After Towton the Lancastrian cause was sustained by the unconquerable will of Queen Margaret. Never has her tenacity and rarely have her vicissitudes been surpassed in any woman. Apart from the sullen power of Lancaster in the North, she had the friendly regard of two countries, Scotland and France. Both had felt the heavy arm of England in former reigns; both rejoiced at its present division and weakness. The hatred of the Scots for the English still excited by its bitterness the wonder of foreigners. When Louis XI succeeded his father, Charles VII, in 1461, the year of Towton, he found his country almost a desert, horrible to see. The fields were untilled; the villages were clusters of ruined hovels. Amid the ruins, the weeds and brushwood—to use a term which recurs—of what were formerly cultivated and fertile fields there dwelt a race of peasants reduced to the conditions and roused to the ferocity of wolves. All this was the result of the English invasion. Therefore it was a prime aim of Scottish and French policy, always moving hand-in-hand, to foster the internal strife of England and to sustain the weaker party there.
Margaret, as Queen of England and Princess of France, was an outstanding personage in the West of Europe. Her qualities of courage and combativeness, her commanding, persuasive personality, her fury against those who had driven her and her husband from the throne, produced from this one woman’s will-power a long series of desperate, forlorn struggles after the main event had been decided, and after the lapse of years for one brief spell reversed it. English national interests did not enter her mind. She had paid her way with Scotland by the surrender of Berwick. She clinched her bargain with Louis XI by mortgaging Calais to him for 20,000 gold livres.
In 1462 Margaret, after much personal appeal to the Courts of France, Burgundy, and Scotland, found herself able to land with a power, and whether by treachery or weakness the three strongest Northern castles, Bamburgh, Alnwick, and Dunstanburgh, opened their gates to her. Louis XI had lent her the services of a fine soldier, Pierre de Brézé, who under her spell spent his large fortune in her cause. In the winter of 1462 therefore King Edward gathered his Yorkist powers, and, carrying his new train of artillery by sea to Newcastle, began the sieges of these lost strongholds. The King himself lay stricken with measles at Durham, and Lord Warwick conducted the operations. The heavy cannon, each with its pet name, played havoc with the masonry of the castles. So vigorously were the sieges conducted that even Christmas leave was forbidden. Margaret, from Berwick, in vain attempted the relief of Alnwick. All three fortresses fell in a month.
The behaviour of Edward at this moment constitutes a solid defence for his character. This voluptuous young King, sure of his position, now showed a clemency unheard of in the Wars of the Roses. Not only did he pardon the Lancastrian nobles who were caught in the fortresses, but he made solemn pacts with them and took them into his full confidence. The Duke of Somerset and Sir Ralph Percy, on swearing allegiance, were not merely allowed to go free, but restored to their estates. Percy was even given the guardianship of two of the castles. Somerset, son of the great Minister slaughtered in the first Battle of St. Albans, was admitted to even higher favour. Having made his peace, he was given a high command and a place in the inner councils of the royal army. In this new position at first he gave shrewd military advice, and was granted special pensions by the King.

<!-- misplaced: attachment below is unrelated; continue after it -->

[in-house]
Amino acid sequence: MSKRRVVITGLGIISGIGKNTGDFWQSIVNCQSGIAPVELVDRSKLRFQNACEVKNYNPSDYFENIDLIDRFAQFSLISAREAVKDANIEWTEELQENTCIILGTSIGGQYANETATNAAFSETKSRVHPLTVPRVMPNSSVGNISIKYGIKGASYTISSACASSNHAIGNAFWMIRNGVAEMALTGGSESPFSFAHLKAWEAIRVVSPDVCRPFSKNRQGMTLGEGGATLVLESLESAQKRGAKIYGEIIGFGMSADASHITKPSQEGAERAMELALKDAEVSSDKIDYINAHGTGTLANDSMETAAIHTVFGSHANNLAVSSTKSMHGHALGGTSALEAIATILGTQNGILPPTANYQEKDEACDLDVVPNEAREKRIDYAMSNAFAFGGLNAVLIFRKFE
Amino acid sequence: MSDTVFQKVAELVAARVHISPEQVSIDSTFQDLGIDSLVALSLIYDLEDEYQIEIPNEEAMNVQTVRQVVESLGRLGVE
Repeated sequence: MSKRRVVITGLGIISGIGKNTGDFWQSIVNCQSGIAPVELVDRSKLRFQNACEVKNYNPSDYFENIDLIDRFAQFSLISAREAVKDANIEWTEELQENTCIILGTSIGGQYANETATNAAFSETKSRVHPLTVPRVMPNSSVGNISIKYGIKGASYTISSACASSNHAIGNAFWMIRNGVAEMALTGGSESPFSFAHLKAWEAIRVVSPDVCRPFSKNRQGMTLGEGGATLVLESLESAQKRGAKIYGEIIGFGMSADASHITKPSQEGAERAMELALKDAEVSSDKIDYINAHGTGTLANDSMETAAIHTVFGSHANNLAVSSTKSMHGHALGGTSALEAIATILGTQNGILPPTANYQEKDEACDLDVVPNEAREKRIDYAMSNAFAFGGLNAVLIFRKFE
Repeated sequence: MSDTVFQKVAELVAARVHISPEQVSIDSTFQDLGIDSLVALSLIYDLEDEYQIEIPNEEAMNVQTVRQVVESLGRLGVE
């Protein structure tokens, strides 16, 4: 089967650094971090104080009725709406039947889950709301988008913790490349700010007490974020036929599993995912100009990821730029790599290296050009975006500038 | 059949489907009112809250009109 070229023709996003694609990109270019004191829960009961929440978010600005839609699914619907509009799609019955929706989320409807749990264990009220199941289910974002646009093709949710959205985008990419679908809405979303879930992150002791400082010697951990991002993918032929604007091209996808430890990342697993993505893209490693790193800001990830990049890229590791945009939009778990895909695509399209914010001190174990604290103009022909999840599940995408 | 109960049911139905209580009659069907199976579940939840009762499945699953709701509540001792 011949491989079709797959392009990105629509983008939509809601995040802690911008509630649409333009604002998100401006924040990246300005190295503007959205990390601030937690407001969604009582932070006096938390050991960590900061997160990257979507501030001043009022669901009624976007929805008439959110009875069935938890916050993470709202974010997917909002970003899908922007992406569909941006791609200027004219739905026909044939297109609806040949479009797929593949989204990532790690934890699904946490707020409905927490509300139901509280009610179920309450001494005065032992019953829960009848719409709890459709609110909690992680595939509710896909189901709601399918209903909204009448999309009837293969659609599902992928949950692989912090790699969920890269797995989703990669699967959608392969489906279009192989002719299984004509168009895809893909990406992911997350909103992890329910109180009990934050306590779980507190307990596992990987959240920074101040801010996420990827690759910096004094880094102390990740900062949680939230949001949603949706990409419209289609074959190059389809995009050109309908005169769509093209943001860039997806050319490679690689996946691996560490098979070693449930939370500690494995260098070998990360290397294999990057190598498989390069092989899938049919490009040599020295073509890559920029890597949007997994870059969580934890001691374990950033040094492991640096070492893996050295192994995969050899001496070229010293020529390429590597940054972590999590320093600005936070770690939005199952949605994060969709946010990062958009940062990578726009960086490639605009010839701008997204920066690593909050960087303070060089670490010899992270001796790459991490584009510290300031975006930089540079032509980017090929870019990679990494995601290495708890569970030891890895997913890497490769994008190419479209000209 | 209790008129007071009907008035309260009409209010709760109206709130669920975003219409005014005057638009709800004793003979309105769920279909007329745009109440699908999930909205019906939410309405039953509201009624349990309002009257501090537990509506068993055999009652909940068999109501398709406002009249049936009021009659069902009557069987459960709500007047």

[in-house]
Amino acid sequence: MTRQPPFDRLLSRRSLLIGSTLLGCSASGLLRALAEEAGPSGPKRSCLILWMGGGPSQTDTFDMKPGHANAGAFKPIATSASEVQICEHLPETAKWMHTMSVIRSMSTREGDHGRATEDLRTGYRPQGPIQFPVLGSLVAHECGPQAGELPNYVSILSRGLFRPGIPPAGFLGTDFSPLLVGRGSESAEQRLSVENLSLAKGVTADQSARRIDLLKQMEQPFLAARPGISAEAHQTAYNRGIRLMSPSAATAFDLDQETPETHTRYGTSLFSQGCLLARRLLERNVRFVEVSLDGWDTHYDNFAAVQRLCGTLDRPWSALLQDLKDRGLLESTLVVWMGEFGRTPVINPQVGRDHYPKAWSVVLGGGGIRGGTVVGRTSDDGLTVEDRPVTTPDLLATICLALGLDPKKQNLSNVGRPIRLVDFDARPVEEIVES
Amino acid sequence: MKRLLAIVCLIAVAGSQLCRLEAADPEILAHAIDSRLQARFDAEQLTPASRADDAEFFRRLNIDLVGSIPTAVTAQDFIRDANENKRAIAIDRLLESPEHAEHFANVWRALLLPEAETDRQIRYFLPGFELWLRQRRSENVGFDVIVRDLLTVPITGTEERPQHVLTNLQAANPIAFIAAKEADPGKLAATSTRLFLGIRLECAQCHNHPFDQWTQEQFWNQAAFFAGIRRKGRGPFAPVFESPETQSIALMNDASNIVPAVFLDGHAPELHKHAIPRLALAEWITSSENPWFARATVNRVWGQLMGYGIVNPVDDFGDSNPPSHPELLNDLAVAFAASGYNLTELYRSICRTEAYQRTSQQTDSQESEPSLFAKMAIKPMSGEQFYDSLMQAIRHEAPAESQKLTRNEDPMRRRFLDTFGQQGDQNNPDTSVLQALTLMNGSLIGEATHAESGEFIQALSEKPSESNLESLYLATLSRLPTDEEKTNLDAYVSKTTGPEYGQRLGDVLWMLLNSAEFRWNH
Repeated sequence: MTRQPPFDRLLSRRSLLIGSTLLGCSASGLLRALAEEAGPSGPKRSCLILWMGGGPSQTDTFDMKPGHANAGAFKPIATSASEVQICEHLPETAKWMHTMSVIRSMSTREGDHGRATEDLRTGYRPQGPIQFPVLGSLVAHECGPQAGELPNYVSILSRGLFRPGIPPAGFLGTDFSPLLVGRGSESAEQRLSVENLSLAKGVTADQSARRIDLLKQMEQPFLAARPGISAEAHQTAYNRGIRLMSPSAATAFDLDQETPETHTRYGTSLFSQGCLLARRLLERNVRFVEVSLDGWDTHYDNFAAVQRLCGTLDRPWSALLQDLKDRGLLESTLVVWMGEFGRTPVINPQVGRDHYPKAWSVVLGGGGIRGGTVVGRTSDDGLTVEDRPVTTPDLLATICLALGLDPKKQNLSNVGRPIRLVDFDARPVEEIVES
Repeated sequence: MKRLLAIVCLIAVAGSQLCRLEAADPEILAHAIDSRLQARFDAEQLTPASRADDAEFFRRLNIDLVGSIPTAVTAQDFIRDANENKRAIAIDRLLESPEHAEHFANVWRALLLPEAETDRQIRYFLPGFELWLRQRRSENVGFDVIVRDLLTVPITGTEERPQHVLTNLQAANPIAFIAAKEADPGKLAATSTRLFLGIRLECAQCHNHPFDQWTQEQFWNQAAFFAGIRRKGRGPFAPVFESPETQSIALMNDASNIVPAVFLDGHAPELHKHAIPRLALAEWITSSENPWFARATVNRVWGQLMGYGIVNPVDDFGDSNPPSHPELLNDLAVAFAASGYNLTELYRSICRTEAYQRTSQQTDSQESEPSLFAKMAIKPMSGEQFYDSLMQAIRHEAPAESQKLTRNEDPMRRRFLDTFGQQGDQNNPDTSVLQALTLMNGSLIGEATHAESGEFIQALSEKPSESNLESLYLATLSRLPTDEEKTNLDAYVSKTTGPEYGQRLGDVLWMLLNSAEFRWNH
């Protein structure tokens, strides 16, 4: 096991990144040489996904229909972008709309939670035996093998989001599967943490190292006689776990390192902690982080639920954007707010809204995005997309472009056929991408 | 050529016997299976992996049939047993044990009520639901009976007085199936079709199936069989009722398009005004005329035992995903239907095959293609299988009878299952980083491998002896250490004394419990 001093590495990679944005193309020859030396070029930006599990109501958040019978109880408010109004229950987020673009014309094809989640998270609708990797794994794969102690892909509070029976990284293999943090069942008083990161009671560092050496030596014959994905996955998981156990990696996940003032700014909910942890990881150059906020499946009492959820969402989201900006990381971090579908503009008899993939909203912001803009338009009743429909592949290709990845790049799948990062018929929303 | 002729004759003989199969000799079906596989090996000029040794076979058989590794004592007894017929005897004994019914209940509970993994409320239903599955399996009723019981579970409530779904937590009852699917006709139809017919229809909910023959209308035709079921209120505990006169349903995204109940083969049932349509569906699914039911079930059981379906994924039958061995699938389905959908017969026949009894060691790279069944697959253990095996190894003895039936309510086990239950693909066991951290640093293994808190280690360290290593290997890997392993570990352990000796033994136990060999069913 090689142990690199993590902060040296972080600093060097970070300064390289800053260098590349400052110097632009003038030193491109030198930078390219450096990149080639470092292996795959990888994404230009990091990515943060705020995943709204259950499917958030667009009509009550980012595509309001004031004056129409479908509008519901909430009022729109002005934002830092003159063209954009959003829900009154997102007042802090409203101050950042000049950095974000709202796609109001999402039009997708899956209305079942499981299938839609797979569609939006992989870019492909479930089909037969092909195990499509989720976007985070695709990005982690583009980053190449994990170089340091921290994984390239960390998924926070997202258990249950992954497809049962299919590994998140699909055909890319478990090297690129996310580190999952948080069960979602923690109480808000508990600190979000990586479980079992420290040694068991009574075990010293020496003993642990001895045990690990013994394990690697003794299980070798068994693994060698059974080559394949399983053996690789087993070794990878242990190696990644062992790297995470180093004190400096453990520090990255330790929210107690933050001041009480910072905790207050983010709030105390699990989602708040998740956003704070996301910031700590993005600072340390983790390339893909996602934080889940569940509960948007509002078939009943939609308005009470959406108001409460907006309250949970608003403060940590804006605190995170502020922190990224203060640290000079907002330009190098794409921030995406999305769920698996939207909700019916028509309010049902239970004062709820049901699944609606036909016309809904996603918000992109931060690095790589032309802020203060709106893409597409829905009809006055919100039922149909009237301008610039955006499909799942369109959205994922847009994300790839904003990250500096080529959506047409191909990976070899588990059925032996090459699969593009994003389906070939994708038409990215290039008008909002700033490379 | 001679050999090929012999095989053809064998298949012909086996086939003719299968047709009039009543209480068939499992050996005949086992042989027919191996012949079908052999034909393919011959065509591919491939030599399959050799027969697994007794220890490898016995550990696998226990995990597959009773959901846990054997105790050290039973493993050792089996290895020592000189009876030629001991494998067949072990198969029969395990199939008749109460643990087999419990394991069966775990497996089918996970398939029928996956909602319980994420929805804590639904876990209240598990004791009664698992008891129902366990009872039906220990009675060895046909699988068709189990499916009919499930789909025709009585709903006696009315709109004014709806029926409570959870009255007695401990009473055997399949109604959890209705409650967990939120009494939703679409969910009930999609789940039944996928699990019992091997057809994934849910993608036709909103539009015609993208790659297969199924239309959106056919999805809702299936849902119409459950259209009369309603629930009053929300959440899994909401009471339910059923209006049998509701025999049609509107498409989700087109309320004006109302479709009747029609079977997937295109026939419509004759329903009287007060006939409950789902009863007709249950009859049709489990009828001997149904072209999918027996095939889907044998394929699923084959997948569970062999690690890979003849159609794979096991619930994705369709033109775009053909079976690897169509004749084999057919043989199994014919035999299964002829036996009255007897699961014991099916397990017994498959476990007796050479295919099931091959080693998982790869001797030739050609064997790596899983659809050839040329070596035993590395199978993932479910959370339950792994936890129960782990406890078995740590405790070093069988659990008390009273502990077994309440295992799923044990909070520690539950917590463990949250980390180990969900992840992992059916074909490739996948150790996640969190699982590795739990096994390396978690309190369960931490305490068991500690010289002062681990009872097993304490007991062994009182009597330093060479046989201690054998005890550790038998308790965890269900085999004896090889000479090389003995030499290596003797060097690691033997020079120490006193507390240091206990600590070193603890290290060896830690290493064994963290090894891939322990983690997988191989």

Edward’s magnanimity and forgiveness were ill repaid. When Margaret returned with fresh succours from France and Scotland in 1463 Percy opened the gates of Bamburgh to the Scots, and Alnwick was betrayed about the same time by a soured Yorkist officer, Sir Ralph Grey. Meanwhile Queen Margaret, with King Henry in her hands, herself besieged the castle of Norham, on the Tweed, near Berwick. Once again Edward and the Yorkists took the field, and the redoubtable new artillery, at that time esteemed as much among the leading nations as atomic weapons are to-day, was carried to the North. The great guns blew chunks off the castles. Margaret fled to France, while Henry buried himself amid the valleys and the pious foundations of Cumberland. This was the final parting of King Henry VI and his Queen—Queen she was. Margaret took the Prince with her on her travels. These were remarkable. With the Duke of Exeter, six knights, and her faithful Pierre de Brézé she landed at Sluys, and appealed to the renowned chivalry of the house of Burgundy. She came “without royal habit or estate”; she and her seven waiting-women had only the clothes they were wearing. Brézé paid for their food. Nevertheless she was treated even in this adverse Court with royal honours. Philip, Duke of Burgundy, was aged; his son Charles was surnamed “the Bold.” The ambassadors of England were active. Margaret got nothing from Burgundy except the gifts and courtesies which old-time hospitality would afford to “a dame in distress.” It is however from these contacts that our knowledge of Margaret’s adventures is derived.